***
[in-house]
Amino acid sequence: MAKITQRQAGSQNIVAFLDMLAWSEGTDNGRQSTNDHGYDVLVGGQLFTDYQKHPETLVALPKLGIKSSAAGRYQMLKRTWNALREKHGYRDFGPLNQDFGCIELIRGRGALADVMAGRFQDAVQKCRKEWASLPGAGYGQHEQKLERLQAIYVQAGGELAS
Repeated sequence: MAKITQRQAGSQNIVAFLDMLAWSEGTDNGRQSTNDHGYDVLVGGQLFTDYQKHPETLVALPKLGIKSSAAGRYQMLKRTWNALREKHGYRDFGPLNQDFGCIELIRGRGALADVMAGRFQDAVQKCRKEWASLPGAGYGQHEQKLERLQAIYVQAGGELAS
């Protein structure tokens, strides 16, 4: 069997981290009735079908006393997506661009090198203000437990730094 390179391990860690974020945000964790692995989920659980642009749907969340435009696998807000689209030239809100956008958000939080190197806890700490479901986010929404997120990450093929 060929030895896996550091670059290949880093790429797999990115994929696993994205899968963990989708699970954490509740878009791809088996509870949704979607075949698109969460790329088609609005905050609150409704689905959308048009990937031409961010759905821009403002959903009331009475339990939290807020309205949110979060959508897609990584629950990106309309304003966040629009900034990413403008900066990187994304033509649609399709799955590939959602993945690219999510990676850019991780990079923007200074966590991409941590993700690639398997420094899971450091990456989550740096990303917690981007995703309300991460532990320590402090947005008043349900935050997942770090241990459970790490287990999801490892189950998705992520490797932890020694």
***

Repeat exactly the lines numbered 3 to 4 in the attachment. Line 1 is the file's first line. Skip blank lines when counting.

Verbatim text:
Repeated sequence: MAKITQRQAGSQNIVAFLDMLAWSEGTDNGRQSTNDHGYDVLVGGQLFTDYQKHPETLVALPKLGIKSSAAGRYQMLKRTWNALREKHGYRDFGPLNQDFGCIELIRGRGALADVMAGRFQDAVQKCRKEWASLPGAGYGQHEQKLERLQAIYVQAGGELAS
């Protein structure tokens, strides 16, 4: 069997981290009735079908006393997506661009090198203000437990730094 390179391990860690974020945000964790692995989920659980642009749907969340435009696998807000689209030239809100956008958000939080190197806890700490479901986010929404997120990450093929 060929030895896996550091670059290949880093790429797999990115994929696993994205899968963990989708699970954490509740878009791809088996509870949704979607075949698109969460790329088609609005905050609150409704689905959308048009990937031409961010759905821009403002959903009331009475339990939290807020309205949110979060959508897609990584629950990106309309304003966040629009900034990413403008900066990187994304033509649609399709799955590939959602993945690219999510990676850019991780990079923007200074966590991409941590993700690639398997420094899971450091990456989550740096990303917690981007995703309300991460532990320590402090947005008043349900935050997942770090241990459970790490287990999801490892189950998705992520490797932890020694």